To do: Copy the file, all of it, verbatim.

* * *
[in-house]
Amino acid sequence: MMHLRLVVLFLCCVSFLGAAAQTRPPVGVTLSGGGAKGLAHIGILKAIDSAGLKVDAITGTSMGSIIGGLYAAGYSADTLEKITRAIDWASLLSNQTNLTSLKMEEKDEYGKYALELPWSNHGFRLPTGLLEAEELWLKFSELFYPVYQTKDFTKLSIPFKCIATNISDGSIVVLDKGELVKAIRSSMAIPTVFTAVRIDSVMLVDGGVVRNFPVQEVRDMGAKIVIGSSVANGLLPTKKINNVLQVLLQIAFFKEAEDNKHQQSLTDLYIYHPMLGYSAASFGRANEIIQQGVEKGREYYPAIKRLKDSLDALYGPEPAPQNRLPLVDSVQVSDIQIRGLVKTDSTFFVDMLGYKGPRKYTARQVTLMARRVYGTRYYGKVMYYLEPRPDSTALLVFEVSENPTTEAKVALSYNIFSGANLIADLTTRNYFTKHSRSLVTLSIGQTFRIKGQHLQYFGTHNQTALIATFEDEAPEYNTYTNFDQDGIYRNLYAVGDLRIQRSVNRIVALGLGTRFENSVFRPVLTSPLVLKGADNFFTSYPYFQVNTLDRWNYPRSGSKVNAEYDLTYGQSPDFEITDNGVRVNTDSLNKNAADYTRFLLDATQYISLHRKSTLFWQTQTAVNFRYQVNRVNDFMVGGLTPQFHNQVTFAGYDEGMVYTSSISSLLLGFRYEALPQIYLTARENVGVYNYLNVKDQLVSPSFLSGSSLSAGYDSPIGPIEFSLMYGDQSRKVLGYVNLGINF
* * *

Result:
[in-house]
Amino acid sequence: MMHLRLVVLFLCCVSFLGAAAQTRPPVGVTLSGGGAKGLAHIGILKAIDSAGLKVDAITGTSMGSIIGGLYAAGYSADTLEKITRAIDWASLLSNQTNLTSLKMEEKDEYGKYALELPWSNHGFRLPTGLLEAEELWLKFSELFYPVYQTKDFTKLSIPFKCIATNISDGSIVVLDKGELVKAIRSSMAIPTVFTAVRIDSVMLVDGGVVRNFPVQEVRDMGAKIVIGSSVANGLLPTKKINNVLQVLLQIAFFKEAEDNKHQQSLTDLYIYHPMLGYSAASFGRANEIIQQGVEKGREYYPAIKRLKDSLDALYGPEPAPQNRLPLVDSVQVSDIQIRGLVKTDSTFFVDMLGYKGPRKYTARQVTLMARRVYGTRYYGKVMYYLEPRPDSTALLVFEVSENPTTEAKVALSYNIFSGANLIADLTTRNYFTKHSRSLVTLSIGQTFRIKGQHLQYFGTHNQTALIATFEDEAPEYNTYTNFDQDGIYRNLYAVGDLRIQRSVNRIVALGLGTRFENSVFRPVLTSPLVLKGADNFFTSYPYFQVNTLDRWNYPRSGSKVNAEYDLTYGQSPDFEITDNGVRVNTDSLNKNAADYTRFLLDATQYISLHRKSTLFWQTQTAVNFRYQVNRVNDFMVGGLTPQFHNQVTFAGYDEGMVYTSSISSLLLGFRYEALPQIYLTARENVGVYNYLNVKDQLVSPSFLSGSSLSAGYDSPIGPIEFSLMYGDQSRKVLGYVNLGINF